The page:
Effects of Individual Differences on Human-Agent Teaming for Multi-robot Control

  • Jessie Y. C. Chen
  • Stephanie A. Quinn
  • Julia L. Wright
  • Michael J. Barnes
Part of the Lecture Notes in Computer Science book series (LNCS, volume 8019)


In the current experiment, we simulated a military multitasking environment and evaluated the effects of RoboLeader on the performance of human operators (i.e., vehicle commanders) who had the responsibility of supervising the plans/routes for a convoy of three vehicles while maintaining proper 360° local security around their own vehicle. We evaluated whether – and to what extent – operator individual differences (spatial ability, attentional control, and video gaming experience) impacted the operator’s performance. In two out of three mission scenarios, the participants had access to the assistance of an intelligent agent, RoboLeader. Results showed that RoboLeader’s level of autonomy had a significant impact on participants’ concurrent target detection task performance and perceived workload. Those participants who played action video games frequently had significant better situation awareness of the mission environment. Those participants with lower spatial ability had increasingly better situation awareness as RoboLeader’s level of autonomy increased; however, those with higher spatial ability did not exhibit the same trend.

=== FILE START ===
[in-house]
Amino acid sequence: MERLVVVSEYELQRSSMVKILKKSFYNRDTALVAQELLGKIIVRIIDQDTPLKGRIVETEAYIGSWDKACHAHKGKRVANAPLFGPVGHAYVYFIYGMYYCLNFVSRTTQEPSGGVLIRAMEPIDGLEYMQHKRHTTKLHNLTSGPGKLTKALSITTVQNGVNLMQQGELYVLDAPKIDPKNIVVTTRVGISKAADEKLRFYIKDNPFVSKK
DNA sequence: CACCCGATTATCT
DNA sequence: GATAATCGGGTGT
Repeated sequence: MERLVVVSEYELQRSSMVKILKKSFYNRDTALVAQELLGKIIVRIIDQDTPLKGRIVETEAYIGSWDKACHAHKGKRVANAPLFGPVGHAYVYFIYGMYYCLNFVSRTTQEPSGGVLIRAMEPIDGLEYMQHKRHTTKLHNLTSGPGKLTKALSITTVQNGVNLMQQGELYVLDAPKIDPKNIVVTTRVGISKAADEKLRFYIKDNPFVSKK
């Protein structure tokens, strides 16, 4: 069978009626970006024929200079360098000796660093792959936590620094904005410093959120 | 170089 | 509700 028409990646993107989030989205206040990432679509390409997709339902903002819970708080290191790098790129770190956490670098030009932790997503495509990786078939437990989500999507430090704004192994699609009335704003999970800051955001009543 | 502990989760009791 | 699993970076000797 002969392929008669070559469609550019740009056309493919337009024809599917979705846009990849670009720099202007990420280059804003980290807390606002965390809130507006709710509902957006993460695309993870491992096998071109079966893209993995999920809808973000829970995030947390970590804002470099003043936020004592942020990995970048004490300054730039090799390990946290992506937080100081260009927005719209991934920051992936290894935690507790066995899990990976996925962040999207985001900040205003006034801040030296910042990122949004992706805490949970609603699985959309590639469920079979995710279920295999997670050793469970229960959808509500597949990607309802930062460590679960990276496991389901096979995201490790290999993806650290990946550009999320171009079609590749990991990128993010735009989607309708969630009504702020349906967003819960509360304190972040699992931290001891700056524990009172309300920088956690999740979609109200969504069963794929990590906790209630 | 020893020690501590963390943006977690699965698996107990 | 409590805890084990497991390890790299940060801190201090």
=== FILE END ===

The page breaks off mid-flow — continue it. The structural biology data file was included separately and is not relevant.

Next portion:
human-robot interaction intelligent agent military individual differences multitasking 


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Copyright information

© Springer-Verlag Berlin Heidelberg 2013

Authors and Affiliations

  • Jessie Y. C. Chen
    • 1
  • Stephanie A. Quinn
    • 2
  • Julia L. Wright
    • 1
  • Michael J. Barnes
    • 1
  1. 1.U.S. Army Research Laboratory – Human Research & Engineering DirectorateUSA
  2. 2.Institute for Simulation & TrainingUniversity of Central FloridaOrlandoUSA

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